The BMW X3 has been around since the model year 2004 and is now in its third generation. Consumer Reports didn’t love the first two generations though. Between 2004 and 2010, the first-generation BMW X3 had a stiff and bumpy ride. The second-generation reviewed well, but its reliability still struggled – at least until the 2016 model year. Here’s a look at these rough second-generation years of the BMW X3.
Poor reliability ratings for the 2011 through 2015 BMW X3
Consumer Reports collects information from its members through a yearly survey. Members are asked about problems they’ve experienced with their vehicles over the past 12 months across 17 different categories. Vehicles are then also compared to other ones within the same model year.
In its review, Consumer Reports liked the handling and finishes much better in the second generation of the BMW X3. It found the X3 to be a nice size for a compact luxury SUV with comfortable seats, an understated interior, and “sporty handling.”
However, the reliability verdict and owner satisfaction ratings were quite low across most of the second generation. Reliability stayed at just one out of five from 2011 to 2013. It inched up to two out of five for 2014 before dropping back down to one for 2015. Owner satisfaction was below average for these years as well. The X3 received a two out of five for owner satisfaction in 2011 and 2012, dropped to one in 2013, and returned to two for 2014 and 2015.
Reliability issues popped up between 2011 and 2015 in a number of categories. The 2011 BMW X3 got the lowest reliability rating in the categories for engine major, engine minor, engine cooling, drive system, fuel system, electric system, body integrity, power equipment, and in-car electronics. That’s nine of the 17 categories with the worst rating.
Engine reliability ratings slowly improved, with the lowest rating only reappearing for engine major in 2013. The drive system concerns were resolved by 2014. Fuel system issues lingered, with the lowest ratings in 2012 and 2015, lower than average in 2013, and average reliability in 2016. From the second generation, only 2014 had an above-average rating for the fuel system.
The electric system also improved after 2011, with average in 2013 as the only mediocre rating. Paint/trim received below-average reliability ratings for 2011 and 2014 but above-average ratings for the other years. Body integrity remained average or lower through 2017. Body hardware was below average in 2011 but above average since then.
Power equipment has been average or lower every year except for 2014. In-car electronics had the worst ratings in 2011 and 2012. A few new reliability issues popped up during these years periodically. The suspension had a poor rating in 2012, and brakes had a poor rating in 2014.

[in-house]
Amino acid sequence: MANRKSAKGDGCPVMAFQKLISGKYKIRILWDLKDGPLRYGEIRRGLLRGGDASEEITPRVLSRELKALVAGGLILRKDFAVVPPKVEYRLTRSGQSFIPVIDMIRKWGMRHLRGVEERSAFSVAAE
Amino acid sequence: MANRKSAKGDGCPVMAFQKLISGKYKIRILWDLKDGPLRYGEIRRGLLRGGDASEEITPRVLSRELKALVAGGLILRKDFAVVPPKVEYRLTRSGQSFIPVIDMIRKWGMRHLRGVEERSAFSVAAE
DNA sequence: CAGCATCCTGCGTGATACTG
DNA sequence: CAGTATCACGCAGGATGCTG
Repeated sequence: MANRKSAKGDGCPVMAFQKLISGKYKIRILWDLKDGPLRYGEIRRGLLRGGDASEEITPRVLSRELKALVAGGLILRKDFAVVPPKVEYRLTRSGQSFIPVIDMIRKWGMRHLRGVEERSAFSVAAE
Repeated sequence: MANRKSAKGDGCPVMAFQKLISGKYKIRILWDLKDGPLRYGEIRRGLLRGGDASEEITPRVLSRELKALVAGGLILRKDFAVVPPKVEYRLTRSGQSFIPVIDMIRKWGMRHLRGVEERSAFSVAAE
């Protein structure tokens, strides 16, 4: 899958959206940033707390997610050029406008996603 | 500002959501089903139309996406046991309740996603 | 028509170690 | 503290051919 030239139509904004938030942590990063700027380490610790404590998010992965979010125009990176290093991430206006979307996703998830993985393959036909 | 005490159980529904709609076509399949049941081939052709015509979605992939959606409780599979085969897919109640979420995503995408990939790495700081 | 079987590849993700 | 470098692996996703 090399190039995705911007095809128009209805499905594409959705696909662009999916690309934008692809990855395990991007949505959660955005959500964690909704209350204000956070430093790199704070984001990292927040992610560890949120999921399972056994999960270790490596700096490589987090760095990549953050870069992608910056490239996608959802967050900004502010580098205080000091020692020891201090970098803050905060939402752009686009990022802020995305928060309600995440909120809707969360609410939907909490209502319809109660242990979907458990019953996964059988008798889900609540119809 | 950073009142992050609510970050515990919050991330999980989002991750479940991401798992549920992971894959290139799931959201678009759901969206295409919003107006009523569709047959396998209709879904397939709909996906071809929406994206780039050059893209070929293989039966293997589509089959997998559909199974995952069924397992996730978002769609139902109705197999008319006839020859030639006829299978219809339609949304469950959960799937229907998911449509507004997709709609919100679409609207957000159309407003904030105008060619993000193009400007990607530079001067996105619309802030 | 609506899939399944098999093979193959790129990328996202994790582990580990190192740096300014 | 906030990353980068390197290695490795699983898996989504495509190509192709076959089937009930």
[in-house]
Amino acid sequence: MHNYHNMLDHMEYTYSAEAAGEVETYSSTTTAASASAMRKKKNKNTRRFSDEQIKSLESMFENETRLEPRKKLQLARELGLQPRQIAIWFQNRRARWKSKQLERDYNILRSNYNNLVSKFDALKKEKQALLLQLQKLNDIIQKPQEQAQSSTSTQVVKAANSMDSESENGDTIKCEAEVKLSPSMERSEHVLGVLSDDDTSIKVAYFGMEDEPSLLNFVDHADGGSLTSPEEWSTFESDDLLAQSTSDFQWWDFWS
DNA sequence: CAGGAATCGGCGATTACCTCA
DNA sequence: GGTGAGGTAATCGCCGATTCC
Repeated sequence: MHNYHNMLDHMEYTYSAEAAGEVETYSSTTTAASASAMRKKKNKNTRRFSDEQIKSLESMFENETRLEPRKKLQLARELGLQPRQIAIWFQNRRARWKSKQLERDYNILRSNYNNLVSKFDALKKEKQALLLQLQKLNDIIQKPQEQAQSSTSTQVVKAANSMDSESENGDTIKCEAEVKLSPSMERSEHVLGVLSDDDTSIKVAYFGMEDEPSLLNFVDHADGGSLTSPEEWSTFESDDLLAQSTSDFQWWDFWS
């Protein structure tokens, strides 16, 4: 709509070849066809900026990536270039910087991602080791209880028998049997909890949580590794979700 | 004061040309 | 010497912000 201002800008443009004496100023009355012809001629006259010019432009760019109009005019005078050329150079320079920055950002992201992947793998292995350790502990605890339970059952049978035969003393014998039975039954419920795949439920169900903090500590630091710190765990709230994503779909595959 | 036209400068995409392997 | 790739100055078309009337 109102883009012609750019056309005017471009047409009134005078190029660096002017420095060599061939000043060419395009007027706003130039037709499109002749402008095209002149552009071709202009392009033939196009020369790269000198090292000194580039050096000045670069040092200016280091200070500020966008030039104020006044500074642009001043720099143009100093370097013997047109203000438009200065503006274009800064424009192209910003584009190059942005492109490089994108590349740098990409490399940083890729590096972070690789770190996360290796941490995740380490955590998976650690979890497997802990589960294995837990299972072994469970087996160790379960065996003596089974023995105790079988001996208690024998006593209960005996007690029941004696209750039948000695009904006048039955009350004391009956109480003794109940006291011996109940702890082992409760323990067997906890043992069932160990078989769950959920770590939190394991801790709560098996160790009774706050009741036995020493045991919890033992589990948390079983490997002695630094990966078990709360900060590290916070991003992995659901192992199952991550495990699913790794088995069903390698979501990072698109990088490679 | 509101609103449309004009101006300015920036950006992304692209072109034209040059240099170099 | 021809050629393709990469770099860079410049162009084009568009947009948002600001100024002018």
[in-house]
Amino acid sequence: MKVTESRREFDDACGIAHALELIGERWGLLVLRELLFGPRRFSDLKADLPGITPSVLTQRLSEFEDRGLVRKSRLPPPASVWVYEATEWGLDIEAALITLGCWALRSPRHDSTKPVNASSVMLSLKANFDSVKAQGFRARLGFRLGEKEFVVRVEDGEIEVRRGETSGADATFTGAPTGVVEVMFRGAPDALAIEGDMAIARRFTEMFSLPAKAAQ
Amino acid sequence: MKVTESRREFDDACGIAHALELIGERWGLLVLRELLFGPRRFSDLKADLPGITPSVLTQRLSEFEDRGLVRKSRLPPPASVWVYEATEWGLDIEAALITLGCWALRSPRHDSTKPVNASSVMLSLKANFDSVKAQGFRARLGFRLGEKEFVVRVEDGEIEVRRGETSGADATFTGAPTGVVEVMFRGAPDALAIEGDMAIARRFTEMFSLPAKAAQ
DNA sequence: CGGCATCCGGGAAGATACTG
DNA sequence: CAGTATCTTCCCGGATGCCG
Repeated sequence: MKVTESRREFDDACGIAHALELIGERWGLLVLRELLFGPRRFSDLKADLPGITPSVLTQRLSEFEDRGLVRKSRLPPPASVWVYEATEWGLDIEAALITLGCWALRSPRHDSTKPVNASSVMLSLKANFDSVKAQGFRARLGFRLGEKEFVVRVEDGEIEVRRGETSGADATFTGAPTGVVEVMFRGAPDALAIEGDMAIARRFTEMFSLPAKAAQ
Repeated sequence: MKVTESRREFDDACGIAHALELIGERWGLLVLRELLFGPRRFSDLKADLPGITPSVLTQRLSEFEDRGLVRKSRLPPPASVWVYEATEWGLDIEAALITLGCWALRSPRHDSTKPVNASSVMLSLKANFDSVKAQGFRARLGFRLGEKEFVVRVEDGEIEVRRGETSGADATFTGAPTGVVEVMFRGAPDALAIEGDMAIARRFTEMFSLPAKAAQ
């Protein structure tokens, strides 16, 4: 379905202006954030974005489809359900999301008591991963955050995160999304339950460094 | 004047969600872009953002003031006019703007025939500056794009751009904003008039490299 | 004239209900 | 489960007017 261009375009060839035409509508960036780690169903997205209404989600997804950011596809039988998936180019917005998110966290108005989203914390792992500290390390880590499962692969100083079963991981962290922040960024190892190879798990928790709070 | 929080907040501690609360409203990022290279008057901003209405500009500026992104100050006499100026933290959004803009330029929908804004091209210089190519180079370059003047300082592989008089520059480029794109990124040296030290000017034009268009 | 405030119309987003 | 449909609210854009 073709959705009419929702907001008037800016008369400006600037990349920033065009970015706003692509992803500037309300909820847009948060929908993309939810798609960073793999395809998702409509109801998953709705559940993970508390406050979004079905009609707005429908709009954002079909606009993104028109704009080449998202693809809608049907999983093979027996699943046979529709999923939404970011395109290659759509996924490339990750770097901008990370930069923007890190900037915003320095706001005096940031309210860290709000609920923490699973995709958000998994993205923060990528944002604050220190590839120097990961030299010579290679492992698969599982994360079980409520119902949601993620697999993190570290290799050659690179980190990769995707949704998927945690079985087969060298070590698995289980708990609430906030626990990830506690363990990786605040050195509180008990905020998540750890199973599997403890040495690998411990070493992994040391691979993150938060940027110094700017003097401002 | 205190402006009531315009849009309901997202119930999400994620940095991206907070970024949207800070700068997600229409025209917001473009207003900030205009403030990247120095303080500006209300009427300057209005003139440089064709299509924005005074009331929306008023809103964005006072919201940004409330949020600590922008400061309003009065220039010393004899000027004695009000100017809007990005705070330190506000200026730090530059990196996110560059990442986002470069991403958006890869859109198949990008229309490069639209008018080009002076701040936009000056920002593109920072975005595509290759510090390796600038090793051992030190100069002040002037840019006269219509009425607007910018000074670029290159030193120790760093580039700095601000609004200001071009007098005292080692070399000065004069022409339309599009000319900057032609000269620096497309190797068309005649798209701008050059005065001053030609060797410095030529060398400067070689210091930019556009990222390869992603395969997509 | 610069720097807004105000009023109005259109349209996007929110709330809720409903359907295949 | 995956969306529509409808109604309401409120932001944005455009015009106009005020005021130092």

Improvements for the 2016 BMW X3 and after
In 2016, the Consumer Reports reliability rating bounced up to four out of five from just one the previous year. Owner satisfaction also jumped up to three out of five. In this year, “average” was the lowest reliability rating received, and 12 categories received the highest reliability rating. The less-than-perfect categories were fuel system, exhaust, body integrity, power equipment, and in-car electronics.
In 2017, the reliability rating stayed steady at four out of five, but owner satisfaction fell back down to two out of five. This year had just four categories that didn’t receive perfect reliability ratings. The body integrity was below average; the body hardware was above average. Power equipment and in-car electronics were rated average.
The BMW X3 was redesigned in 2018 for the third generation. It offered new technology, safety, and luxury features. What it didn’t immediately offer was reliability. The 2018 model year had just a one-out-of-five reliability rating, paired with a four-out-of-five score for owner satisfaction.
Despite that low overall rating, it still received top reliability ratings in 10 of the categories. Of the categories that didn’t have the top rating, the drive system, climate system, brakes, and body integrity were above average. Power equipment was average. The fuel system was below average, and in-car electronics had the worst rating.
The 2019 X3 jumped back to have four out of five for both reliability and owner satisfaction. It had top marks in all categories except for power equipment and in-car electronics. The 2020 model year currently has a predicted reliability rating of three out of five along with four out of five for owner satisfaction.
The BMW X3 may have had a couple of tough years between 2011 and 2015, but its reliability did continue to improve. Used car buyers looking for a reliable second-generation BMW X3 should probably stick with one from 2016 or 2017, though.